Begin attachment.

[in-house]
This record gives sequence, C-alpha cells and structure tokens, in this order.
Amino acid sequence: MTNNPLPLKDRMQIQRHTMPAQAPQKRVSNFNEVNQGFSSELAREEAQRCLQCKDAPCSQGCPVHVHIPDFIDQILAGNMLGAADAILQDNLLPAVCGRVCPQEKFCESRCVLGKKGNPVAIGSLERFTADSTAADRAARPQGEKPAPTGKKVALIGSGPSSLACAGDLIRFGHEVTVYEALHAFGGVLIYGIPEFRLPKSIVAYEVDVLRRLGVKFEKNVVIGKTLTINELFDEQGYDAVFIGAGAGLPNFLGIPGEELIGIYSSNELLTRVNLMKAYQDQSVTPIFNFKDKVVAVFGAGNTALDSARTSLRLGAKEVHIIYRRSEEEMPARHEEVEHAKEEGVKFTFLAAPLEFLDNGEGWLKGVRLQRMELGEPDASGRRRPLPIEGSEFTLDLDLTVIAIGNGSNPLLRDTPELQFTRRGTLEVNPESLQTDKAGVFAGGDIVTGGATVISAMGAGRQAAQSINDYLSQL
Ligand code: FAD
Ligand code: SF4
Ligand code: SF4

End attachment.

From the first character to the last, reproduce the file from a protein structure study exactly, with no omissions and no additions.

[in-house]
This record gives sequence, C-alpha cells and structure tokens, in this order.
Amino acid sequence: MTNNPLPLKDRMQIQRHTMPAQAPQKRVSNFNEVNQGFSSELAREEAQRCLQCKDAPCSQGCPVHVHIPDFIDQILAGNMLGAADAILQDNLLPAVCGRVCPQEKFCESRCVLGKKGNPVAIGSLERFTADSTAADRAARPQGEKPAPTGKKVALIGSGPSSLACAGDLIRFGHEVTVYEALHAFGGVLIYGIPEFRLPKSIVAYEVDVLRRLGVKFEKNVVIGKTLTINELFDEQGYDAVFIGAGAGLPNFLGIPGEELIGIYSSNELLTRVNLMKAYQDQSVTPIFNFKDKVVAVFGAGNTALDSARTSLRLGAKEVHIIYRRSEEEMPARHEEVEHAKEEGVKFTFLAAPLEFLDNGEGWLKGVRLQRMELGEPDASGRRRPLPIEGSEFTLDLDLTVIAIGNGSNPLLRDTPELQFTRRGTLEVNPESLQTDKAGVFAGGDIVTGGATVISAMGAGRQAAQSINDYLSQL
Ligand code: FAD
Ligand code: SF4
Ligand code: SF4